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Official Homestuck discussion

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Posted

What? Thats just stupid. You're one of those fans who want the story to have a linear telling and a happy ending

Where the hell did you get this idea from me? When did I ever give you that impression?

I can now confidently state that you literally never attempt to understand or even listen to the things I say.

Staying linear is boring and predictable. If this story kept everyone alive, conducted the children as children, and treated the trolls as the way the upset half of the readership wants them to be treated (Friendly quirky Aliens all working together in perfect harmony like goddamn astrological care bears), I would have stopped reading Homestuck a long time ago, and addressed all of you as retarded for liking it.

Consider this: I'm constantly sitting here making predictions for this story, and so far, I can't think of one that came true that wasn't also obvious. And yet, I still continue to read this story, and continue to make predictions! Strange right? Why would I keep making predictions if I'm always wrong? Did you ever think maybe I enjoy the fact that I'm constantly wrong about this, that Andrew can take this story in so many turns that I didn't anticipate thoroughly enough to make a solid prediction, one that I didn't dismiss as ridiculous at the time? That Andrew can logically twist a story in so many different directions without making me call bullshit?

This is also why I didn't like Tengen Toppa Gurren Lagann as much as you guys. Anyone could see that Kamina was going to die, because if he didn't then Simon, the labeled protagonist, would be nothing but a whiny sidekick for the entire series. And anyone could see that Simon was going to take the Gurren brigade and conquer the anti spirals, because if he died trying or gave up, then the underlying message of the entire series would have been "Find safety in oppression, accept what you have and be complacent," which is a message no director or writer is willing or brave enough to send through his stories in this day and age. This was a predictable story, with giant Robots in space. A saturday morning cartoon, at best.

Then, there's the time traveling concept, which to the best of my knowledge has been exposed and thought out leagues more than any other time traveling story I've ever read. It reveals an entirely new cause and level of conflict for the characters to interact with and between. What if Joe spoke with Bill a hundred times, but in Bill's future? And then, what if he went back in time to talk to Bill, a person who he not only knows very well, but also knows exactly what he is going to do? How would that conversation play out, between someone who knows absolute causal everything about someone, and someone who knew literally nothing about the other? What happens in Bill's future, when he starts interacting with Jack, which is also Jack's past, who knows much less about Bill then he did in Bill's past, which was also briefly Jack's future? What happens when people catch on to this? Do they develop a system of passwords so that they can linearly communicate? Do they pledge not to go back in time and talk to someone to muck everything up, which is already a promise we knew they either kept or broke because we would have seen that conversation already? Do they decide for the best to just follow the time line as linear as possible while still time traveling to avoid all that? By bringing all of these possibilities into fruition and more, Andrew has shown us all that he has read into all of this, and kept their decisions and conversations in line with the individual character's personalities.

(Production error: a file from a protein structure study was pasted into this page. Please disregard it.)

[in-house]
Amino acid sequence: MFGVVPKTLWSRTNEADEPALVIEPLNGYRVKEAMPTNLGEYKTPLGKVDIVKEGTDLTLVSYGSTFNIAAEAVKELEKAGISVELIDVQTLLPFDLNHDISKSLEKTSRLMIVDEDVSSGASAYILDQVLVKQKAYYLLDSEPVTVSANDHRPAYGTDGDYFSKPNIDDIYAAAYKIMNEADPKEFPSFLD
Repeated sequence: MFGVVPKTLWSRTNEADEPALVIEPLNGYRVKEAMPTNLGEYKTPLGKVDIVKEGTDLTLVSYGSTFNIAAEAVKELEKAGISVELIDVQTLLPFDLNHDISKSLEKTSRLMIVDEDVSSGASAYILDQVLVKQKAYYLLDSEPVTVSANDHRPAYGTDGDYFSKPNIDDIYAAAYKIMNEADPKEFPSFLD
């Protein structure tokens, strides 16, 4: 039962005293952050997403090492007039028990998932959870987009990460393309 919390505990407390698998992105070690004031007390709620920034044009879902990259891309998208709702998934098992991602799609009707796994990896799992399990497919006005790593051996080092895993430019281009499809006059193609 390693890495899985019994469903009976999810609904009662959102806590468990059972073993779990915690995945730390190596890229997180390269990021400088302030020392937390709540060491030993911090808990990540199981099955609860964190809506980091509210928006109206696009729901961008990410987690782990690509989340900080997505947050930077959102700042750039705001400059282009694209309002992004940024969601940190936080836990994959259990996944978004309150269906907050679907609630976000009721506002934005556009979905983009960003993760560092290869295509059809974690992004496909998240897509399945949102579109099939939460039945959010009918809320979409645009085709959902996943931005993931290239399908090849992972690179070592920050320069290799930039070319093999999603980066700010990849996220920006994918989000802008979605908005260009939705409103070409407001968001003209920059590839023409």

And then we have the actual conflict all of them are engaged in. When we started the story, we didn't know much about the game, but we all assumed there wasn't much to know, either. John wanted to play a computer game with his friends. So he found one that looked fun. Get in the game, avoid the meteor, build your house up to the gates while killing imps, and when you get through all the gates, you win!

Look at how much more complicated the game is now. There's two dream planets at war with eachother that you wake up on when you fall asleep, and killing your awake self turns your dream self into a god. Depending on the outcome of your game (which is predestined to win or fail in some situations) the result of the universe you create will change, with influences coming from the universe that created it. And that's the short version. Everyone who is caught up with Homestuck as of January 2011 knows there is still more to it than that.

One of the biggest attributes of the story, beyond the unique and original style it is being told in, is how complex this story is. Everything in this story that looks like it might be sudden and random has been hinted at in past instances of the story either vaguely or in concrete. As an example, consider this moment in the story, In which John's best attempts at putting out a conflagration in a Salamander village have failed. Suddenly, a convenient gust of wind comes to extinguish everything! In any other story this would have instantly been written off as deus ex machina with scorn, but given the humorous tone of John's interactions with the fire prior, and Andrew's history and style of comedy in such a related fashion, it was decidedly funny. Besides, this was "The Land of wind and shade," and the wind was already operating to John's convenience in early instances for unknown reasons aside from convenience through a sort of technology of the land. Yet later still in the story we learn that the wind was likely a construct of John's on subconscious ability to be "The Windy One" as a god of sorts (through his own suicide). Something as elaborate and intricate as this plot device that we caught a glimpse of through nothing more than another one of Andrew's sense of humour spiels is only an example of how defined this epic really is.